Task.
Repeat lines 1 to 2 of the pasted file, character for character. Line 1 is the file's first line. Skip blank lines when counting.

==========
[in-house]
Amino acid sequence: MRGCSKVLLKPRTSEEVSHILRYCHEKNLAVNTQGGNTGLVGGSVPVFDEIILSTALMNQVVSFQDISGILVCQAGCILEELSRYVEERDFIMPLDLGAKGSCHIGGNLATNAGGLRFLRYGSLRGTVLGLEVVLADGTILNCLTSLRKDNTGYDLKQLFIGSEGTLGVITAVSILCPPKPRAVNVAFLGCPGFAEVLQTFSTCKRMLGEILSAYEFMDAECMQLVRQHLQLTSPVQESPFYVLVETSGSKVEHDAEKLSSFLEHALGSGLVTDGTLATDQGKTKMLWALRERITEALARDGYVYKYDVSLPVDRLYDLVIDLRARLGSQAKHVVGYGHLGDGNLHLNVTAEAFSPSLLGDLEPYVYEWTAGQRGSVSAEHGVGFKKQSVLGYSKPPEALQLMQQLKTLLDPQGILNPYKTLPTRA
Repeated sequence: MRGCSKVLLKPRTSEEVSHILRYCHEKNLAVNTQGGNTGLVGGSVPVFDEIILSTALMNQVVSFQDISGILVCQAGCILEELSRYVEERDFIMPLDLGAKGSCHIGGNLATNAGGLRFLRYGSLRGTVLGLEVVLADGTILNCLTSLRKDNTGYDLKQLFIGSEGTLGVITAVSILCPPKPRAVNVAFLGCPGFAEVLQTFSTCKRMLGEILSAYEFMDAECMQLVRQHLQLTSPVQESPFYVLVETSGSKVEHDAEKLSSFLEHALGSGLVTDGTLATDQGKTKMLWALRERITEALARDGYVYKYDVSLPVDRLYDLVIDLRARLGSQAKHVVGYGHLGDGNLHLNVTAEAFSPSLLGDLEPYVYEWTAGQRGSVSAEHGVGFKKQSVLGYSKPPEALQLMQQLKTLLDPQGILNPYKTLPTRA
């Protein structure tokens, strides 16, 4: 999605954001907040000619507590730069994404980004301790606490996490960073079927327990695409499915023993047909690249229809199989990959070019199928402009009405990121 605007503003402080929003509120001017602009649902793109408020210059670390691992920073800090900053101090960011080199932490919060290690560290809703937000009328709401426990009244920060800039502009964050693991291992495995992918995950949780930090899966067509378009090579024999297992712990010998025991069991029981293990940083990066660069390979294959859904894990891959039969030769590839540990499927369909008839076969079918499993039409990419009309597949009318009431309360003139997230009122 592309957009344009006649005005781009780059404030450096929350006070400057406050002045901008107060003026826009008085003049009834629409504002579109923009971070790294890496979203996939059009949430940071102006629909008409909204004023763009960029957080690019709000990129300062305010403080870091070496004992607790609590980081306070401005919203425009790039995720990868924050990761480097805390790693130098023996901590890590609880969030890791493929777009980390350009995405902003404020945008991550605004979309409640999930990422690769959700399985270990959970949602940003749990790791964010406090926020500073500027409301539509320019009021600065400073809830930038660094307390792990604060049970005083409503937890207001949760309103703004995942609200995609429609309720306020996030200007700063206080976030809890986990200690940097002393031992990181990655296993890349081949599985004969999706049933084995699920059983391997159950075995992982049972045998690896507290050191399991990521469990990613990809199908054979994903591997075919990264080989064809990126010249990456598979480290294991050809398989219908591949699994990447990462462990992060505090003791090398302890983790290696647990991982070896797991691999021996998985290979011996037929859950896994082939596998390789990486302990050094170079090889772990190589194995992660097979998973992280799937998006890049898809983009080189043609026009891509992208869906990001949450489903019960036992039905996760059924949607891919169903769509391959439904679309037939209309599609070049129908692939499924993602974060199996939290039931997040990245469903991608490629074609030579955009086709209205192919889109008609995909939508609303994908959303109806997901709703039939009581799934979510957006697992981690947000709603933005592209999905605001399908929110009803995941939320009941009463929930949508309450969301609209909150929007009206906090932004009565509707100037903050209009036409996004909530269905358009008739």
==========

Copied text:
[in-house]
Amino acid sequence: MRGCSKVLLKPRTSEEVSHILRYCHEKNLAVNTQGGNTGLVGGSVPVFDEIILSTALMNQVVSFQDISGILVCQAGCILEELSRYVEERDFIMPLDLGAKGSCHIGGNLATNAGGLRFLRYGSLRGTVLGLEVVLADGTILNCLTSLRKDNTGYDLKQLFIGSEGTLGVITAVSILCPPKPRAVNVAFLGCPGFAEVLQTFSTCKRMLGEILSAYEFMDAECMQLVRQHLQLTSPVQESPFYVLVETSGSKVEHDAEKLSSFLEHALGSGLVTDGTLATDQGKTKMLWALRERITEALARDGYVYKYDVSLPVDRLYDLVIDLRARLGSQAKHVVGYGHLGDGNLHLNVTAEAFSPSLLGDLEPYVYEWTAGQRGSVSAEHGVGFKKQSVLGYSKPPEALQLMQQLKTLLDPQGILNPYKTLPTRA